An emerging coalition of House Republicans is arguing that young immigrants brought to the U.S. illegally as children constitute “a special protected class” that should eventually be eligible for citizenship, an approach they say combines sound policy with smart politics.
Conservatives remain adamant, however, that no such legislation be considered until a border-security bill is passed and tough enforcement triggers are in place.
This thinking represents an important shift within the House Republican Conference, where many members have long vocally opposed providing “amnesty” to anyone living in the U.S. illegally. At the same time, it underscores the emphasis on what conservatives have called a “border-first” mentality—that legalization should not be legislated until new border-enforcement laws are on the books.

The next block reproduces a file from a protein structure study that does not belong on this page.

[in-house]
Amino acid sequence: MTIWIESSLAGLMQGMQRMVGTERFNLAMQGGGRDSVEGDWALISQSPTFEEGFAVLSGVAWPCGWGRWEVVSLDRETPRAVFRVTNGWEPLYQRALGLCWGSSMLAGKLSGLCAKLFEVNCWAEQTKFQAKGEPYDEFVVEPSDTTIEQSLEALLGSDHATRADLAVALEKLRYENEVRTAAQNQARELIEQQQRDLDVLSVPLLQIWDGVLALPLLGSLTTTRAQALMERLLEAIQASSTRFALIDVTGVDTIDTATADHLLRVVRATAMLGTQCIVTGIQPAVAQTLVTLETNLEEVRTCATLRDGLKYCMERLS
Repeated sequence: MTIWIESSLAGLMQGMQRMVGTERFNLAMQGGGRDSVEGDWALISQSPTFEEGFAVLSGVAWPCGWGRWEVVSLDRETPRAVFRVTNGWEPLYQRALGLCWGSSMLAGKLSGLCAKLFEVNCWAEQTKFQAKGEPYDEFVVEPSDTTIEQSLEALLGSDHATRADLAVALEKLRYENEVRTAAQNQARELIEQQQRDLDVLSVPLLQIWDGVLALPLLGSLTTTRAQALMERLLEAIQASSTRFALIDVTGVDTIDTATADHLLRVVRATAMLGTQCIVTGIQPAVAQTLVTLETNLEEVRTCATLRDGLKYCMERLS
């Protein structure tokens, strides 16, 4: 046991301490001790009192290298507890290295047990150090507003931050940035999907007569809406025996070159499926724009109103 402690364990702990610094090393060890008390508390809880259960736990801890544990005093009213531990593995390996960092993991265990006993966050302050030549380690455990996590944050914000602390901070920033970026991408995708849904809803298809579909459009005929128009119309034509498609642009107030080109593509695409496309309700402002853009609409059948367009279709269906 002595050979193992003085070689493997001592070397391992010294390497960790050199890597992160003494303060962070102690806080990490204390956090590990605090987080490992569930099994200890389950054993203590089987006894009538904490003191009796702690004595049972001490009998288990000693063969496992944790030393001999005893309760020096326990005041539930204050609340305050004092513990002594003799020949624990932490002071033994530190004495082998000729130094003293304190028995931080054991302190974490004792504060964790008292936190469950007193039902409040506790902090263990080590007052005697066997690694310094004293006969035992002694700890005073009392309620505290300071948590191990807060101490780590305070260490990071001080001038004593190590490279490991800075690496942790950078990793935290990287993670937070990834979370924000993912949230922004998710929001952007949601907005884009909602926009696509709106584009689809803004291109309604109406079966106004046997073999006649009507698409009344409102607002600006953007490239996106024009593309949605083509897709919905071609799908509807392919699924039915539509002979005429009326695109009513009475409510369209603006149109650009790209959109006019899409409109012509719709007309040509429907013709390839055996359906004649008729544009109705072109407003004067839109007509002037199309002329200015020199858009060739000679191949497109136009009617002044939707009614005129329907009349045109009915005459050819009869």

House Majority Leader Eric Cantor, R-Va., is the driving force behind the strategy to focus on legalizing undocumented youths. According to Republican aides, passing such a bill would equip Republicans with a reasonable answer to the question of what to do with the 11 million people living in the U.S. illegally. It would also force Democrats into a political lose-lose: Either endorse a GOP proposal that legalizes so-called “Dreamers” or oppose this longtime policy goal and hold out for blanket legalization for the entire undocumented community.
As one House leadership aide framed it, “How can they say no to the kids?”